Ex-49er McDonald cut by Bears after latest domestic violence arrest

Tony Avelar/APFormer San Francisco 49ers defensive tackle Ray McDonald was taken into custody Monday on suspicion of domestic violence and child endangerment.

Tony Avelar/APFormer San Francisco 49ers defensive tackle Ray McDonald was taken into custody Monday on suspicion of domestic violence and child endangerment.

Former 49ers defensive lineman Ray McDonald was arrested on misdemeanor domestic violence and child endangerment charges on Monday morning, Santa Clara police said. McDonald's new team, the Chicago Bears, announced his release at 1:30 p.m, less than seven hours after his arrest.

“We believe in second chances, but when we signed Ray we were very clear what our expectations were if he was to remain a Bear,” Chicago general manager Ryan Pace said in a statement. “He was not able to meet the standard and the decision was made to release him.”

According to Santa Clara police, McDonald was arrested at 7 a.m. and booked into the county jail. Police were dispatched to McDonald's Santa Clara residence at 3:48 a.m., and officers were told that McDonald had “physically assaulted the victim while she was holding a baby.”

Upon arriving, officers found that McDonald had left the residence, and he was later located at a San Jose home, which property records indicate belongs to former 49er Justin Smith. The defensive lineman, who retired from the 49ers last week, has not been implicated in any way in the alleged incident.

McDonald's latest arrest marks the third time that he has been embroiled in a legal issue in less than a year. The first two incidents occurred while McDonald was still a member of the 49ers.

The first incident was Aug. 31, when McDonald was arrested at his then-San Jose home on suspicion of felony domestic violence abuse following a argument with his then-fiancee, who was 10 weeks pregnant. No charges were filed in that case, as the alleged victim refused to cooperate with a follow-up investigation and prosecutors determined that there was “insufficient evidence” to move forward.

McDonald was never disciplined by the 49ers, and he played for the team throughout the course of the investigation. At the time, general manager Trent Baalke pointed to the principle of “due process” to explain why the team didn't suspend McDonald.

“There's such a thing called due process, and we intend on letting that play out,” Baalke said at an impromptu press conference held at Levi's Stadium two days after McDonald's arrest.

The team didn't wait for due process to play out later in the season. On Dec. 17, the 49ers terminated McDonald hours after San Jose police announced that he had been named as suspect in a sexual assault allegation that is still being investigated.

“While the organization has a strong belief in due process, and has demonstrated that over time, Ray's demonstrated a pattern of poor decision-making that has led to multiple distractions for this organization and this football team that really can no longer be tolerated,” Baalke said.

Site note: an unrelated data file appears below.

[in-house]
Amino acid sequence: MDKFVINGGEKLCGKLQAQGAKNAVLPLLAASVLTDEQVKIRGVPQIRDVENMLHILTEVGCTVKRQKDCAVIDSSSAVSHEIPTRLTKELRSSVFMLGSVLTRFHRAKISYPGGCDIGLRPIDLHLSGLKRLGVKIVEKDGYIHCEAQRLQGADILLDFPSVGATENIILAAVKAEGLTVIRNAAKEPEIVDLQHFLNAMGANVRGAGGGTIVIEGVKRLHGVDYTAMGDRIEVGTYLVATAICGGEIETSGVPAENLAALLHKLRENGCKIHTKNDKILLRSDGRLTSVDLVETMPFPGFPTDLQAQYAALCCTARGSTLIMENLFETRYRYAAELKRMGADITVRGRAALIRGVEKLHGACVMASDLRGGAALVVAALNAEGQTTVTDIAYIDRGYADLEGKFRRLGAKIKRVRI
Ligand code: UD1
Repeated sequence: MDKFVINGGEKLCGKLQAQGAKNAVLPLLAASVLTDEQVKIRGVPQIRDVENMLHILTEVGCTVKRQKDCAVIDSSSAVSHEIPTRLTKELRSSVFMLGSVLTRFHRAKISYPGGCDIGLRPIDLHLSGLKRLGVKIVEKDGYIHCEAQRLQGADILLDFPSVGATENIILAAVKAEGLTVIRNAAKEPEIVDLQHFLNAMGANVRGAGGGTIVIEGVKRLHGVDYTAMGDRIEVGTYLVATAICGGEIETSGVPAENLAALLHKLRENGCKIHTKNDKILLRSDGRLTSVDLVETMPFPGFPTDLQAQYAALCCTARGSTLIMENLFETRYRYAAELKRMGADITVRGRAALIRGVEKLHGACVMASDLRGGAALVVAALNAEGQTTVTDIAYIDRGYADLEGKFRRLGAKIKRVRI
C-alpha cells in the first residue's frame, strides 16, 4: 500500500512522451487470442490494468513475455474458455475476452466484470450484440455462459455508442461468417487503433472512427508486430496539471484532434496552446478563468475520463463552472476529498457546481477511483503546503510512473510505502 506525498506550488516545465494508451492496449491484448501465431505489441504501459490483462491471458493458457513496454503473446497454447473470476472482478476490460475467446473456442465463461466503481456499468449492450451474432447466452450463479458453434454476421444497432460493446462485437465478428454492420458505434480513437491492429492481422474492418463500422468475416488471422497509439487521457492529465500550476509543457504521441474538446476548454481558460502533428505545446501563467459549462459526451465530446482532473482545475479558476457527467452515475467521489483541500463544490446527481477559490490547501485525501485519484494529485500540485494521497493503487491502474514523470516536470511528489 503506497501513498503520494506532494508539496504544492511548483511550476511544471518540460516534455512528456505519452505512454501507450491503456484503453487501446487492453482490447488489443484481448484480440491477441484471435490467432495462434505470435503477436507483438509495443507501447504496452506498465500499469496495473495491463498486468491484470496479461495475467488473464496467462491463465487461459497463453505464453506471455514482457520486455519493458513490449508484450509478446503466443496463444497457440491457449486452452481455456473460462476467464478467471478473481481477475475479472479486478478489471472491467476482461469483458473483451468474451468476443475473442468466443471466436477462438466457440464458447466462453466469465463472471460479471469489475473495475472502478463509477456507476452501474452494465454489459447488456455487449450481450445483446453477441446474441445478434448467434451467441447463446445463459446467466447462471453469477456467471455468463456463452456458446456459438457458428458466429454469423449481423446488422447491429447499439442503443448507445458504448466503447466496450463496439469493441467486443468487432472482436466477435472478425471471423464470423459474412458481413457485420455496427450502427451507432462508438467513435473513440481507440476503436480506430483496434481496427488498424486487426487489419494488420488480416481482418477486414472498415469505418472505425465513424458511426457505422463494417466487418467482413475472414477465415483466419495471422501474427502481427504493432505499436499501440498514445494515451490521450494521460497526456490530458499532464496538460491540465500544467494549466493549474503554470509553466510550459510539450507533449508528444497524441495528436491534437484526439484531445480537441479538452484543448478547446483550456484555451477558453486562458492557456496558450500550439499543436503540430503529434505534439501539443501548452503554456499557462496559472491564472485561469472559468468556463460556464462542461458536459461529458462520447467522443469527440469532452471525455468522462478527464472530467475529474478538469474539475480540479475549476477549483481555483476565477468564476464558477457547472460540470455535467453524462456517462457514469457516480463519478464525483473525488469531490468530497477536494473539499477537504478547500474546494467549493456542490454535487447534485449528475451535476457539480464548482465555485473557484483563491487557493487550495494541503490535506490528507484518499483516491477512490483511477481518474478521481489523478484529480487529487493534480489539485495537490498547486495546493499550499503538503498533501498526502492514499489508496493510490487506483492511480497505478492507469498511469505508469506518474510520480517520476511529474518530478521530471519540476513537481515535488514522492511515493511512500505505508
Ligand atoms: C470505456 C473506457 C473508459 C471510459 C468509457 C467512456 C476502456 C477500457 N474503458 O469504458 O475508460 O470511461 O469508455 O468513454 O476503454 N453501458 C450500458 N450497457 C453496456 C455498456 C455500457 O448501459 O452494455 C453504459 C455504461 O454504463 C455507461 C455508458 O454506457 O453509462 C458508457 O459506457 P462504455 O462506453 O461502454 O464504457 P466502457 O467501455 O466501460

Following McDonald's arrest Monday, a 49ers spokesman did not return a phone message seeking comment on his latest legal problems.

In March, McDonald filed a defamation lawsuit against the woman who accused him of rape in December, claiming that security camera footage will show that the sexual encounter was consensual.

According to police, the woman has no memory of a sexual encounter and reports blacking out after drinking alcohol and falling at McDonald's home. The woman went to police after waking up naked next to McDonald.

In response to McDonald suing her for defamation, the woman filed a cross-complaint, which named both McDonald and current 49ers linebacker Ahmad Brooks. In the complaint, the woman claimed that Brooks “groped her in a sexual way.”

The Santa Clara County district attorney is still deciding whether to file criminal charges.

Despite his ongoing legal issues, the Bears decided to sign McDonald on March 24. After initially rejecting the idea, team chairman George McCaskey changed his mind after having a face-to-face meeting with McDonald and conducting a phone call with the veteran's parents.

“I was impressed with how sincere he was and how motivated he is. He understands, I think, that he could have well been facing the end of his football career,” McCaskey said at the time. “And he loves football, and he wants that career to continue. So I was impressed with his motivation.”

Ultimately, McDonald's career with the Bears lasted just 62 days. Now, for the third time in less than a year, McDonald finds himself at the center of the NFL's biggest off-field plague.

In December, the league introduced a new personal conduct policy, which includes enhanced punishments for domestic violence, sexual violence and child abuse incidents. The revamped policy calls for a minimum suspension of six games, but the punishment can be increased for extenuating circumstances or repeat offenders.

Chicago BearsNFLRay McDonaldSan Francisco 49ers

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